Success is often measured by numbers. When we were young, our test scores dictated our success in school. When we got older and entered the workforce, our measure of success were often the number representing production units, number of goods sold, or even the number of subordinates working for us. Of course, for many people, the number in their bank account measured their sense of success.
We like rankings. So ranking of profitability industry, company or individuals often finds keen interest from the general public. We generally think that if we just made more money than we do now, certainly, we will feel more sense of success. Money is easy to count, but is often difficult to obtain. In that sense, it is a perfect measure of success.
But, Eiichi Shibusawa thought a bit differently. “Because they do not realize the real substance of life, they focus on the financial treasure which, in fact, is just merely the wine sediment.” To Eiichi, money was not even the “fruits” of labor. Rather it was the “sediment” that was left behind the after the good taste of work.
Whether the Japanese bubble of the 1980s, the IT bubble of the 1990s, or the global leverage bubble of the 2000s, a “bubble” is often seen as a social phenomenon. However, all of these bubbles are collective bubbles of individuals. Bubbles are hard to resist, especially when it appears to us that so many people are looking successful by making money.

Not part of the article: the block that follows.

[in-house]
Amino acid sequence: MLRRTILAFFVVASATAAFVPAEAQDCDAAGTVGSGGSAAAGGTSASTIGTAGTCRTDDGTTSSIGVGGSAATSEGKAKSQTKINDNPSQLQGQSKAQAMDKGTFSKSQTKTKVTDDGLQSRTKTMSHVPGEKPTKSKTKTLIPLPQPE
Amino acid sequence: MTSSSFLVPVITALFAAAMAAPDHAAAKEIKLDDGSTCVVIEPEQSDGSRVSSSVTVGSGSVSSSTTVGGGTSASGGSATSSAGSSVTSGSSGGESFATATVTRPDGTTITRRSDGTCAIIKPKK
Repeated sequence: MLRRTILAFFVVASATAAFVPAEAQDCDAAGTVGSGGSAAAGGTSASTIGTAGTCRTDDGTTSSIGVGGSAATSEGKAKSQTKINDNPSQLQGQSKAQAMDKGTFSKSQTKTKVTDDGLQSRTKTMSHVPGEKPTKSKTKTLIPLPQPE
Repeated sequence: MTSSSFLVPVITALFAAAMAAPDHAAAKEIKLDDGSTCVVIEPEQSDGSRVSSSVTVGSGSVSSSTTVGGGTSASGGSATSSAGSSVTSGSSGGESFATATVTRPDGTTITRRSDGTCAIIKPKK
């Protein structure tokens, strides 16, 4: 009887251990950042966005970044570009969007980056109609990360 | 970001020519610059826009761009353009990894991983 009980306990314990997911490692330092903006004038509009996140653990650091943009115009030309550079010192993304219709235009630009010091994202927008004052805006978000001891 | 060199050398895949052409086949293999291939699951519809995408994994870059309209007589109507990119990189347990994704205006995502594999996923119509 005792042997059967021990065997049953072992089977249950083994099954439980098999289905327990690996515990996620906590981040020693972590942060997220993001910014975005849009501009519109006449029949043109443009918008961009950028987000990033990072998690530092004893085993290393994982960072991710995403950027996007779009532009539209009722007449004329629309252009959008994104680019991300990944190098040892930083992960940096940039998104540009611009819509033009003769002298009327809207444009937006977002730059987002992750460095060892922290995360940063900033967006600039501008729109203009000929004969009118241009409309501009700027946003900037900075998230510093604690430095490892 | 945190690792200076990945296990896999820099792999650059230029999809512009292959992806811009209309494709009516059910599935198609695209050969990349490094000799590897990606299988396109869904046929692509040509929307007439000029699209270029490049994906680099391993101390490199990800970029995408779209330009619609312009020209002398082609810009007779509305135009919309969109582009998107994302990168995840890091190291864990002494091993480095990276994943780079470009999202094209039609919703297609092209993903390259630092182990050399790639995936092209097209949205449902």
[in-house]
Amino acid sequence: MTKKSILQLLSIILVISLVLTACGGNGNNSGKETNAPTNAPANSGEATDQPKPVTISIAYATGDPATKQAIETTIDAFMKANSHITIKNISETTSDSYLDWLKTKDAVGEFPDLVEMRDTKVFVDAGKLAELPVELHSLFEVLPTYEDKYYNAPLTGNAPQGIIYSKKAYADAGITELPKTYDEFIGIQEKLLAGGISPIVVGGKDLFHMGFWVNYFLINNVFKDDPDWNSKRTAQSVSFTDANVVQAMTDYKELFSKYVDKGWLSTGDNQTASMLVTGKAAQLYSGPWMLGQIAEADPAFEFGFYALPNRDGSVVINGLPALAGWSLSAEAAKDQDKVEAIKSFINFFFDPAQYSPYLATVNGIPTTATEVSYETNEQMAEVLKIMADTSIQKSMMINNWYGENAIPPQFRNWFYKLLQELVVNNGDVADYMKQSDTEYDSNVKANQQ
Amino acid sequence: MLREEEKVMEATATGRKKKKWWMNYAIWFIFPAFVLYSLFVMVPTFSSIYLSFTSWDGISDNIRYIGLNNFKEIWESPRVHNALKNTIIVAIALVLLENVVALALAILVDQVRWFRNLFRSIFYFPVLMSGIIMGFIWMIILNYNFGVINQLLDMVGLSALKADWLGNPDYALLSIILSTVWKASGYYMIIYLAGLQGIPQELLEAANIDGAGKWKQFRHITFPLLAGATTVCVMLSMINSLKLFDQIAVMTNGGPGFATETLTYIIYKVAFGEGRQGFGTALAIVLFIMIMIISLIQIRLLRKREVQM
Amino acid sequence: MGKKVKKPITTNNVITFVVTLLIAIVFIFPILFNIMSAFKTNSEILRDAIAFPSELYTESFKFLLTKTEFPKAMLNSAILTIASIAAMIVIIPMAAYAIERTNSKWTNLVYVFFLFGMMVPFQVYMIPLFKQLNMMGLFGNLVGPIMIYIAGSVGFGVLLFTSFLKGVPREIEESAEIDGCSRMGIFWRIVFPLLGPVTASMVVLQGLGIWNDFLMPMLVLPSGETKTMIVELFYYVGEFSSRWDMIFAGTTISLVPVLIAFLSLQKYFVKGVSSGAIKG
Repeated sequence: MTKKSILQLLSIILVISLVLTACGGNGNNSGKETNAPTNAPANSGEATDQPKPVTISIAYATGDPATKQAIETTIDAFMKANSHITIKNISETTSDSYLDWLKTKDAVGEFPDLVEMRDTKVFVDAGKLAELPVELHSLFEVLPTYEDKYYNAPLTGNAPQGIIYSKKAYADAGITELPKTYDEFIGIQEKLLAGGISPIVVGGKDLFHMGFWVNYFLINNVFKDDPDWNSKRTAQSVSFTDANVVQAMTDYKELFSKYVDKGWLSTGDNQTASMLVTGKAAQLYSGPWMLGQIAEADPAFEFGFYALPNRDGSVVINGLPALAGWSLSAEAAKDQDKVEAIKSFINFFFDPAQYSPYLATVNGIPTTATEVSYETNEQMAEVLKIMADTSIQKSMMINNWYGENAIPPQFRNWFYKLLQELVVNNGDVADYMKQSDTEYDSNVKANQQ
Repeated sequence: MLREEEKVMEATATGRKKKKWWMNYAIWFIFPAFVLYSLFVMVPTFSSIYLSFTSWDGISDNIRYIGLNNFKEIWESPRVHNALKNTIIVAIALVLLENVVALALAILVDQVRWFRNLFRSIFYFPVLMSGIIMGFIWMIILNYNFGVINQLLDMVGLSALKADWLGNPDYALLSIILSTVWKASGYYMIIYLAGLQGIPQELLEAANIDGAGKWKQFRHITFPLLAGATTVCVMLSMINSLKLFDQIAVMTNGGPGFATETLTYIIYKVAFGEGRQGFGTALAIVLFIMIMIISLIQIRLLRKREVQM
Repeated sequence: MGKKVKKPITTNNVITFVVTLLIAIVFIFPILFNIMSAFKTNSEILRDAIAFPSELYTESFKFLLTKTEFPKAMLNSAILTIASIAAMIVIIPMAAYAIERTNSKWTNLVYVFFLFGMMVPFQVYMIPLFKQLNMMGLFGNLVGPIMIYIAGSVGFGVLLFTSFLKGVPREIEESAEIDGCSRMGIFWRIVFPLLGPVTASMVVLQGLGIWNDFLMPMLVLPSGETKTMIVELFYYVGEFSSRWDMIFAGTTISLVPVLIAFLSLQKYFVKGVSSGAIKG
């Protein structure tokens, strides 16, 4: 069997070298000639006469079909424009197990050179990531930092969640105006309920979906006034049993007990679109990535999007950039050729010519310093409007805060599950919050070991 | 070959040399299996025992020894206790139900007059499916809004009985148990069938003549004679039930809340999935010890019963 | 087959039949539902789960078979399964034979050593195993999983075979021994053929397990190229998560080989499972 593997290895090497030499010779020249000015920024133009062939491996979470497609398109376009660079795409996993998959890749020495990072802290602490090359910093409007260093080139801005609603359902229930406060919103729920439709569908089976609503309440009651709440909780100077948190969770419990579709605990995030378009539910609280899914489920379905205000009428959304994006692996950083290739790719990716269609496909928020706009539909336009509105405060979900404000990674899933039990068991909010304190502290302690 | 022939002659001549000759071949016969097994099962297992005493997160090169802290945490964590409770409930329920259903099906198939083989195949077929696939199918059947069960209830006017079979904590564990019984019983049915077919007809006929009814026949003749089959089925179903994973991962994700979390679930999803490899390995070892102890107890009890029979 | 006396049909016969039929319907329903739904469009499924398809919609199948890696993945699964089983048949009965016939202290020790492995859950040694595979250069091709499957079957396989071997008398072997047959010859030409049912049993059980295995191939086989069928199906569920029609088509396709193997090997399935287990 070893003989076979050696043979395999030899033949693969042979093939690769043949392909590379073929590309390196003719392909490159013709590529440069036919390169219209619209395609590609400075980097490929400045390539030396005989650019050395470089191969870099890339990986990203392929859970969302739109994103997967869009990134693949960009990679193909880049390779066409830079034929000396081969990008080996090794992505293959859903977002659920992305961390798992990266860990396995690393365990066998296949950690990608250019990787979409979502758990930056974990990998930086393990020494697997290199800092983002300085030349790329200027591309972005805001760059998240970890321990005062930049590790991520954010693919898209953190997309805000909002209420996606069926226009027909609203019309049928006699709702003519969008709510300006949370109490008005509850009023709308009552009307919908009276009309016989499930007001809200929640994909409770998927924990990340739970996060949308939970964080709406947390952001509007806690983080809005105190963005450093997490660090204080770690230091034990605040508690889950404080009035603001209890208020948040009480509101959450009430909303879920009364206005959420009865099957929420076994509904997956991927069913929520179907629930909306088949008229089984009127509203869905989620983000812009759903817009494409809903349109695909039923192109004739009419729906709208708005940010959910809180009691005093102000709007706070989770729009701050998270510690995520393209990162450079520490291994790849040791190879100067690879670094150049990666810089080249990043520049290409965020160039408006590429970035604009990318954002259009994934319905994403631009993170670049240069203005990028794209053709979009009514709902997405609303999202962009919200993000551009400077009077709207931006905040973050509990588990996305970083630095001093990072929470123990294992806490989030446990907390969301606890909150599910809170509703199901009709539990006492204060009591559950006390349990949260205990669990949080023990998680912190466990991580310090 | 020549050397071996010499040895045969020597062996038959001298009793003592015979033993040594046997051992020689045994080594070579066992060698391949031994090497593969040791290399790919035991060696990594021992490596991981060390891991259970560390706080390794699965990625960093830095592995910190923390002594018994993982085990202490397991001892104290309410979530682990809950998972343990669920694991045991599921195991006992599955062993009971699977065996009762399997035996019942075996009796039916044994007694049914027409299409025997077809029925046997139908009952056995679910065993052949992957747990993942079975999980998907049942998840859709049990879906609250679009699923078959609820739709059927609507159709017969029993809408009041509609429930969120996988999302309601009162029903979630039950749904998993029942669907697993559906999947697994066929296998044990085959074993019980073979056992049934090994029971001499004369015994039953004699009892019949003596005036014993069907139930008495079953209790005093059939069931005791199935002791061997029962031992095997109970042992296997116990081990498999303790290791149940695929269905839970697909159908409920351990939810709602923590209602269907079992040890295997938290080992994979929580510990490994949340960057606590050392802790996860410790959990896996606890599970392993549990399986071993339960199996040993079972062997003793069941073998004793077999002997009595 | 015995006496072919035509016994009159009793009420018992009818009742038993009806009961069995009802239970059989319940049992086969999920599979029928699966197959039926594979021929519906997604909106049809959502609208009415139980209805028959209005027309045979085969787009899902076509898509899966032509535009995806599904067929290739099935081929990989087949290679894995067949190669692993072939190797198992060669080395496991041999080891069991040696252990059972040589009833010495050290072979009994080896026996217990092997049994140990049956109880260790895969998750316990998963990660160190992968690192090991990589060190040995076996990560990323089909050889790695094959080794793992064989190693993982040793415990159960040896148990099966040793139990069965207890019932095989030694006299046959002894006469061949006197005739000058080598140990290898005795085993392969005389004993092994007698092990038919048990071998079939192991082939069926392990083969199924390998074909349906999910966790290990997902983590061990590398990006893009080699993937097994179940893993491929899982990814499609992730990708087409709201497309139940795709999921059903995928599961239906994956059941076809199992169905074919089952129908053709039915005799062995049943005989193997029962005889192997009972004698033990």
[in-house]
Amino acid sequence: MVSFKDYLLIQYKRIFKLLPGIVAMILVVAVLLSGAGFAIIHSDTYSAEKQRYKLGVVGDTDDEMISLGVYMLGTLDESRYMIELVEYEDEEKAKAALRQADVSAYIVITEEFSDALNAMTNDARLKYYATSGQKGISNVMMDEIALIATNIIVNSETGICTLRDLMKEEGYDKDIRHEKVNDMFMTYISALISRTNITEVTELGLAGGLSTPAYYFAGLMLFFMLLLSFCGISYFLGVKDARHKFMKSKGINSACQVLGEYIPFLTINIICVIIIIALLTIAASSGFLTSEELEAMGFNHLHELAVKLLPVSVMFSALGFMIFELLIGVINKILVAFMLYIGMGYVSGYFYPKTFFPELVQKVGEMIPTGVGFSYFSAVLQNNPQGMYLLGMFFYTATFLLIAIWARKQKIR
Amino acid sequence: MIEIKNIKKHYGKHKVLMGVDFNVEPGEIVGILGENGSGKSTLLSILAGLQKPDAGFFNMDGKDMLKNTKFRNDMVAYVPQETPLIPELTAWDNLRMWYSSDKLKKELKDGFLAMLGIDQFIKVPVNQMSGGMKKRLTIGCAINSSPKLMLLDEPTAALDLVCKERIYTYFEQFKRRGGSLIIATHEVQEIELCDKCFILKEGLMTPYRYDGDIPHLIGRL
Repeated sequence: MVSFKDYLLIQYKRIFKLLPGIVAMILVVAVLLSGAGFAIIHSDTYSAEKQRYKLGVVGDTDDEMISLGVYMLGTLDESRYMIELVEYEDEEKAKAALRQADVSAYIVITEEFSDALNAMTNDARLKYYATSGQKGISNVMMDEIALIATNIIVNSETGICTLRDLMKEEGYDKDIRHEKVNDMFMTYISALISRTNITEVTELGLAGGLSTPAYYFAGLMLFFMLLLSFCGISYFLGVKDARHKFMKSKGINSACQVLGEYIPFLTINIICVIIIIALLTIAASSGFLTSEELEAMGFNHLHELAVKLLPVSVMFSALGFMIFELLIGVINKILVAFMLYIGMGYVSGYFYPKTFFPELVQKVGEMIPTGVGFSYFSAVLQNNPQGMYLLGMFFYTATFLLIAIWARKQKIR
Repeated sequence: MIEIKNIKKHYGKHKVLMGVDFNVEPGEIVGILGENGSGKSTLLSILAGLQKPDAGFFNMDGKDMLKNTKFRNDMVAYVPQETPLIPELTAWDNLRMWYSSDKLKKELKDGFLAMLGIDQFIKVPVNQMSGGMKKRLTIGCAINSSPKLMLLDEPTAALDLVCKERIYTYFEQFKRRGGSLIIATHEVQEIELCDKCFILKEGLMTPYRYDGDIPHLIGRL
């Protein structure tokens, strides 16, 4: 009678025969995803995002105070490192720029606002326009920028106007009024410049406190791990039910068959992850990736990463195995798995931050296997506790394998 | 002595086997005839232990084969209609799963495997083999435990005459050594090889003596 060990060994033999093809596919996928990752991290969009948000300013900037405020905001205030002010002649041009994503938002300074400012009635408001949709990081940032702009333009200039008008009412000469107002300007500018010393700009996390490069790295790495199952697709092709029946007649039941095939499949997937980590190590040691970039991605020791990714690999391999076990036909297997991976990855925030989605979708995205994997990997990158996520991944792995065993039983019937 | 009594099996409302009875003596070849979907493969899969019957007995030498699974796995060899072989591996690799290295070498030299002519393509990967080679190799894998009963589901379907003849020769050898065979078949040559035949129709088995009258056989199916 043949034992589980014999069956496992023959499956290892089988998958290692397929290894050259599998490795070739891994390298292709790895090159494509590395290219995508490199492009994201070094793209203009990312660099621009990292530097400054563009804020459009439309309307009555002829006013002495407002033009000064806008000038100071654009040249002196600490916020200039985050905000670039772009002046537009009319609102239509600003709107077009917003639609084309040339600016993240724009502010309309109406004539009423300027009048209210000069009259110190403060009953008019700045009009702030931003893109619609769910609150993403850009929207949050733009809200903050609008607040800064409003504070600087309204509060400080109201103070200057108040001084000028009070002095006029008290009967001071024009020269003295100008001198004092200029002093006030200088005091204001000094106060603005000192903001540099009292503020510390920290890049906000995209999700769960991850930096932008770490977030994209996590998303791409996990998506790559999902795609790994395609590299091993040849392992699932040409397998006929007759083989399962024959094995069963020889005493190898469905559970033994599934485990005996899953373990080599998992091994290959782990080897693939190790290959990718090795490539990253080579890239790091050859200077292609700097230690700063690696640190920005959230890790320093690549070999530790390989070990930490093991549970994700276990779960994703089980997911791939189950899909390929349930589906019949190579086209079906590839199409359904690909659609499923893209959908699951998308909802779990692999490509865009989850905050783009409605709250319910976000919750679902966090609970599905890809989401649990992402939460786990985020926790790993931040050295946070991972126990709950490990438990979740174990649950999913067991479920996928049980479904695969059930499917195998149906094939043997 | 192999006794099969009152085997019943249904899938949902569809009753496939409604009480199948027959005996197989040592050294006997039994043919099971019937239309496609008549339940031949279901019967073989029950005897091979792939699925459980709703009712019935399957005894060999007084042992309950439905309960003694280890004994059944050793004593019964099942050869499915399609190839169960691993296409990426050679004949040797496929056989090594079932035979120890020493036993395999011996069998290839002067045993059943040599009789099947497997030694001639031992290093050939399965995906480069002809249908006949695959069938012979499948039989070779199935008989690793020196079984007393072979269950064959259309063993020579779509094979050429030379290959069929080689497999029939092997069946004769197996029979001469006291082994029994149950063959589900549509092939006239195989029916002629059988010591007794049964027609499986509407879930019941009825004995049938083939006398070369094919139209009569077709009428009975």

But, Eiichi believed that “in the scope of ones long life, being successful or not successful at one point in time is merely a bubble that hides the real value. Therefore, being attracted to such bubbles and focusing on immediate success or failure is a hindrance to the advancement of the nation.”
What is this real value. It seems that it cannot be measured in the near term. Perhaps it cannot be measured at all, but rather can only be felt. However, the fact that it cannot be measured and seen by our naked eye does not mean that it does not exist.